A smartphone with the Huawei and 5G network logo is seen on a PC motherboard in this illustration picture taken January 29, 2020

5G rollout will open up UK to further security risks, MPs warn

Image credit: REUTERS/Dado Ruvic/Illustration

The Commons Defence Select Committee has published its latest report, 'The Security of 5G', which warns that pursuing short-term innovation could compromise national security and alleges that Huawei has a relationship with the Chinese Communist Party (CCP).

The Defence Committee said that the government’s ambitions for the UK 5G rollout are “laudable”. However, it warns that this cannot come at the cost of national security.

“5G will increase our reliance on mobile connectivity, and this represents a security risk whether from 'espionage, sabotage, or system failure'. Many more items will be connected to the internet through 5G meaning a greater surface for illicit actions, which represents a risk to individuals as well as to defence and government,” the report said [PDF].

These threats – which range from theft of individual data and state secrets to attacks on critical infrastructure – could come from rogue individuals as well as from hostile states.

Among other issues, the committee warned that the vendor market for 5G equipment is not diverse enough. Three companies currently dominate the 5G equipment market: Huawei, Ericsson and Nokia. With the government banning Huawei from playing any role in the UK’s 5G network – largely due to increasingly strict US sanctions restricting Huawei’s semiconductor supply – this leaves just two major vendors for operators to work with.

The government and operators should continue investment in OpenRAN in order to move to an environment in which operators are no longer so restricted with regards to which vendor they source from, the committee advised.

“Even with the inclusion of Huawei the market was sub-optimal and the government’s decision to remove Huawei completely [...] poses a risk that could potentially result in an even less diverse market, which could bring security and resilience concerns of its own,” the committee report said.

UK operators have been told to remove Huawei’s equipment from their 5G networks by 2027 and stop purchasing Huawei 5G equipment by the end of the year. The Defence Committee said that there is “no doubt that Huawei’s designation as a high-risk vendor is justified”.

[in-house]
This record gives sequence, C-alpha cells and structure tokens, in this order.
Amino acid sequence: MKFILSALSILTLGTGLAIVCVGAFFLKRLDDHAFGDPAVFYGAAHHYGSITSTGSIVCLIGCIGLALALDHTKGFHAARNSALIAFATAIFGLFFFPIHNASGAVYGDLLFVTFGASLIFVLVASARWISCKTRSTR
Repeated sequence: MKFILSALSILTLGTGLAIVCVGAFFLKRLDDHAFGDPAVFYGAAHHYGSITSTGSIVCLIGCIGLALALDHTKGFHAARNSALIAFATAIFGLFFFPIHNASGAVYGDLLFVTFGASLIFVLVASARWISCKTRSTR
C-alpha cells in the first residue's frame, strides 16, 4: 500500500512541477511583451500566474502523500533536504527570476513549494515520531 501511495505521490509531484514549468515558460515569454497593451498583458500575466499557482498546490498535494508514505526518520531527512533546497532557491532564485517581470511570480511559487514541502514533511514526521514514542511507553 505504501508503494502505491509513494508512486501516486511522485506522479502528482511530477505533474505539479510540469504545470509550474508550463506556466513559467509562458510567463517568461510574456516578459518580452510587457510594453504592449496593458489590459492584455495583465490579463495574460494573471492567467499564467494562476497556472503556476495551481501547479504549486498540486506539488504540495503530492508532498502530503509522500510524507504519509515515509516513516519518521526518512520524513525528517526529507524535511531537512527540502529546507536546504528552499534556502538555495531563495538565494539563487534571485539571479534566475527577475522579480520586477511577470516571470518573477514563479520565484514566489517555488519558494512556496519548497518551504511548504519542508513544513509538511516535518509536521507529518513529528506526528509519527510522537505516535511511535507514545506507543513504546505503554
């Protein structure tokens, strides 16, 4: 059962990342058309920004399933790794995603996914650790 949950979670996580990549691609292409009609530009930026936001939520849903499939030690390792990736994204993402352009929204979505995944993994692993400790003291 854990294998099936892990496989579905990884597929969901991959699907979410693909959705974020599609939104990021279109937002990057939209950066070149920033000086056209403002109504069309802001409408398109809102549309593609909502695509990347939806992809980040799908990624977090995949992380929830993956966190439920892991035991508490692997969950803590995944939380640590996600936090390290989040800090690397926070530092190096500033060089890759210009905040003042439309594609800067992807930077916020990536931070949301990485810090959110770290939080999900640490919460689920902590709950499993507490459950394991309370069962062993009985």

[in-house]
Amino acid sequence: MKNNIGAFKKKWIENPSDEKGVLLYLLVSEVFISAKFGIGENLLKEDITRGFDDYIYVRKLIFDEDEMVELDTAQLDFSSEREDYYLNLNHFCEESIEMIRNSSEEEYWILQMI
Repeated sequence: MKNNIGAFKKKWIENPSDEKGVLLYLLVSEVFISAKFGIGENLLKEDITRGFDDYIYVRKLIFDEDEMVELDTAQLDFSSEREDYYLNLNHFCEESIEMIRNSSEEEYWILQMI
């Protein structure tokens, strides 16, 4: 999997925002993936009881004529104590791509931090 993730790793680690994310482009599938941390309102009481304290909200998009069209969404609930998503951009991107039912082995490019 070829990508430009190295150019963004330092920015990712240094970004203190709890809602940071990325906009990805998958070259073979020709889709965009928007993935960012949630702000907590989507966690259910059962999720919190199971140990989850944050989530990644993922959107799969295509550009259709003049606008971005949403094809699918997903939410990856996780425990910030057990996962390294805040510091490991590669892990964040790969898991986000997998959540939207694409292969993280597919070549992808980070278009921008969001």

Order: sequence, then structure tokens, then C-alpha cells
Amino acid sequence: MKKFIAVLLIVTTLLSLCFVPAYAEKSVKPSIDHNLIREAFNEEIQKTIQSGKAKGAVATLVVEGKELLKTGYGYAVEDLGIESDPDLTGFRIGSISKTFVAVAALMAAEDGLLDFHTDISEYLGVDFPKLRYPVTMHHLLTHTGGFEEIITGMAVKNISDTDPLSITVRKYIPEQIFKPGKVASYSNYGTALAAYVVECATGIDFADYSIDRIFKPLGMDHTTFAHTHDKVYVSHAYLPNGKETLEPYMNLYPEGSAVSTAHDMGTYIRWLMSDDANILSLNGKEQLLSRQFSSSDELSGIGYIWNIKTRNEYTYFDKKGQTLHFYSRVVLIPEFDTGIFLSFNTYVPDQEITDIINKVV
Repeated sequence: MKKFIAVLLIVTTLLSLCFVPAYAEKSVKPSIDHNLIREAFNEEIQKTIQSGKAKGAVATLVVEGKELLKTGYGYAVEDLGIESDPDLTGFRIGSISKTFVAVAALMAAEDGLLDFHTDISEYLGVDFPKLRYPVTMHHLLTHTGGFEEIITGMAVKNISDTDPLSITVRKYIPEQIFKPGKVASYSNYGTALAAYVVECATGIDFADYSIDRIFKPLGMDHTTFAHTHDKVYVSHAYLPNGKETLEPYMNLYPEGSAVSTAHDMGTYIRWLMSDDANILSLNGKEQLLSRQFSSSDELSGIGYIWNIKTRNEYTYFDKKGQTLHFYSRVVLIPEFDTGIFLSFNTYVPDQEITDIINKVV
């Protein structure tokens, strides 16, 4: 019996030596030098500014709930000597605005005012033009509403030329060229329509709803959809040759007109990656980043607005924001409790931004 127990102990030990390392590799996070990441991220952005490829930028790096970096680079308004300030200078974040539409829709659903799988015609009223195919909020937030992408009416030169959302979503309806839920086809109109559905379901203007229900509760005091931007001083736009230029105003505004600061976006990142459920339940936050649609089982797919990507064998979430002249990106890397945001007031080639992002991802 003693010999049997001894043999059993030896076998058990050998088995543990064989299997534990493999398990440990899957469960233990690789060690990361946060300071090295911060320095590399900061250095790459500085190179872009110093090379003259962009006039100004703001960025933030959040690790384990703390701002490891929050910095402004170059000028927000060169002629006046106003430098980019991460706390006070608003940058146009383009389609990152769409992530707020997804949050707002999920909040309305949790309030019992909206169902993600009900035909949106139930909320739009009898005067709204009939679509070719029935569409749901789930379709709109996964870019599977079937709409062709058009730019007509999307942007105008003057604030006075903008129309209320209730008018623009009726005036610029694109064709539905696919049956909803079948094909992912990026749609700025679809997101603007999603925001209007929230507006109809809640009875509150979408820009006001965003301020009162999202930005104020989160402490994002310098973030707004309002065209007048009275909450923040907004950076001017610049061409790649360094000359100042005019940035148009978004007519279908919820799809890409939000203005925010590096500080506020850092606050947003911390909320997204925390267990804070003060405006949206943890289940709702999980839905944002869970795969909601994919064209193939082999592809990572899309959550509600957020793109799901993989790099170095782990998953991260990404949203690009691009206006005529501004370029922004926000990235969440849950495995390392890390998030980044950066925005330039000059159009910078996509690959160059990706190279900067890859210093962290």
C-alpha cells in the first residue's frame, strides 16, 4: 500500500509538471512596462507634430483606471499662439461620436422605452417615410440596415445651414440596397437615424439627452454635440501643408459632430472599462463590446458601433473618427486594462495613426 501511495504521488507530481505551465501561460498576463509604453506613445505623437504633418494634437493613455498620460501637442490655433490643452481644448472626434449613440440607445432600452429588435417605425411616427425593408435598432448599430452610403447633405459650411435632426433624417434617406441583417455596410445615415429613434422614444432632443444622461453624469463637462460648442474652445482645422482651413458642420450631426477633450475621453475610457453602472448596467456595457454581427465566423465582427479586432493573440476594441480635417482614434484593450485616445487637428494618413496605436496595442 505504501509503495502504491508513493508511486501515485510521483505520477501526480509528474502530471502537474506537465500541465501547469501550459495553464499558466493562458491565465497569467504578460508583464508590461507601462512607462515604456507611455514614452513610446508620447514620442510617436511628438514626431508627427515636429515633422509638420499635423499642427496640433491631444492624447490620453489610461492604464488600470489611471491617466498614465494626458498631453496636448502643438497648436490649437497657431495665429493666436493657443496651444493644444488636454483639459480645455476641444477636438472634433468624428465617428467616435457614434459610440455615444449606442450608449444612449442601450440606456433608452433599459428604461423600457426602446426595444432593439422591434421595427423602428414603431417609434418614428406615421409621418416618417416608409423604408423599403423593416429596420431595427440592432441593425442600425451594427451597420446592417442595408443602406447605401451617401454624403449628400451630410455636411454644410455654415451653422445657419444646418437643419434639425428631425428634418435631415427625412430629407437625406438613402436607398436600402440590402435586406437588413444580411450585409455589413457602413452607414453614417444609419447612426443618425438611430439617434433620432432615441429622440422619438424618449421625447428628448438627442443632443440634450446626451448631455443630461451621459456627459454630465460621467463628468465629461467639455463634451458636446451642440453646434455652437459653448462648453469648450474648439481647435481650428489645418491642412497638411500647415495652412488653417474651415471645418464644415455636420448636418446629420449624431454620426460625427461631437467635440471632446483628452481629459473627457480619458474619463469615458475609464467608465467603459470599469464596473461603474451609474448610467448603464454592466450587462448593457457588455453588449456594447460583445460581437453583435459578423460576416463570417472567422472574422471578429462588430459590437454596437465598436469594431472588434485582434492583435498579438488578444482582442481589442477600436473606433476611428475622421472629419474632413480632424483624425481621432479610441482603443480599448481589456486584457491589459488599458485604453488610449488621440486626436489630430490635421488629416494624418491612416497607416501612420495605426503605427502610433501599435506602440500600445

The committee said that it had seen clear evidence that Huawei has a relationship with the CCP – although it did not reveal any details of these alleged ties – and that the UK may need to remove all equipment earlier than originally planned (potentially as early as 2025).

“Protecting the public and preserving our nation’s security are among the principle responsibilities of government. The decision to embed a technology that comprises this would constitute a gross dereliction of these duties,” said committee chair Tobias Ellwood.

“The West must urgently unite to advance a counterweight to China’s tech dominance. As every aspect of our lives becomes increasingly reliant on access to data movement, we must develop a feasible, practical and cost-effective alternative to the cheap, high-tech solutions which can be preyed upon and which come stooped with conditions which ensnare a state into long-term allegiance to China.

“We must not surrender our national security for the sake of short-term technological development. This is a false and wholly unnecessary trade-off.”

Huawei has repeatedly rejected accusations from US President Donald Trump and his allies that it has a relationship with the CCP or that its network equipment be used as a tool of surveillance. In response to the report, a Huawei spokesperson said that it lacked credibility.

“It is built on opinion rather than fact. We’re sure people will see through these groundless accusations of collusion and remember instead what Huawei has delivered for Britain over the past 20 years,” they told BBC News.

The committee also concluded that current regulations for network security are outdated. It recommended that the planned Telecoms Security Bill should bring regulations up to date – such as by allowing the government to force operators to act in the interests of national security – and be introduced before the end of the year.

The committee also backed proposals for a 'D10 alliance' of the world’s 10 largest democracies, which could collaborate to support alternatives to technology companies based in China. It also encouraged the government to collaborate with allies to formulate a system of accountability for perpetrators of cyber aggressions.

A government spokesperson said: “The security of our telecoms networks is of paramount importance and we will not shy away from taking difficult decisions that protect our digital infrastructure while allowing us to seize the revolutionary benefits of 5G technology. We are pushing ahead with plans to reduce our dependence on individual suppliers and will shortly legislate to bring in one of the strongest telecoms security regimes in the world.”

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